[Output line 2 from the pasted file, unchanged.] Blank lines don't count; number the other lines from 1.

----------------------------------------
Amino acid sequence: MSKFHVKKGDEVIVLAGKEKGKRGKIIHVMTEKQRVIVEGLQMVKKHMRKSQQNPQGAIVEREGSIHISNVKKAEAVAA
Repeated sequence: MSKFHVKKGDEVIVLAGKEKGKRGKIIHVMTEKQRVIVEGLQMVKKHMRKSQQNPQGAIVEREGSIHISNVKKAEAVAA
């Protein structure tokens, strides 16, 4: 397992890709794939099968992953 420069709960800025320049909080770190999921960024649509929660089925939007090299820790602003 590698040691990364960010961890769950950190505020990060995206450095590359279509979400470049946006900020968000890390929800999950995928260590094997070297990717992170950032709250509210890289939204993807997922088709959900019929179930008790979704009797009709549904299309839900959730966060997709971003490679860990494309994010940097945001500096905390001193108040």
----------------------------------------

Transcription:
Repeated sequence: MSKFHVKKGDEVIVLAGKEKGKRGKIIHVMTEKQRVIVEGLQMVKKHMRKSQQNPQGAIVEREGSIHISNVKKAEAVAA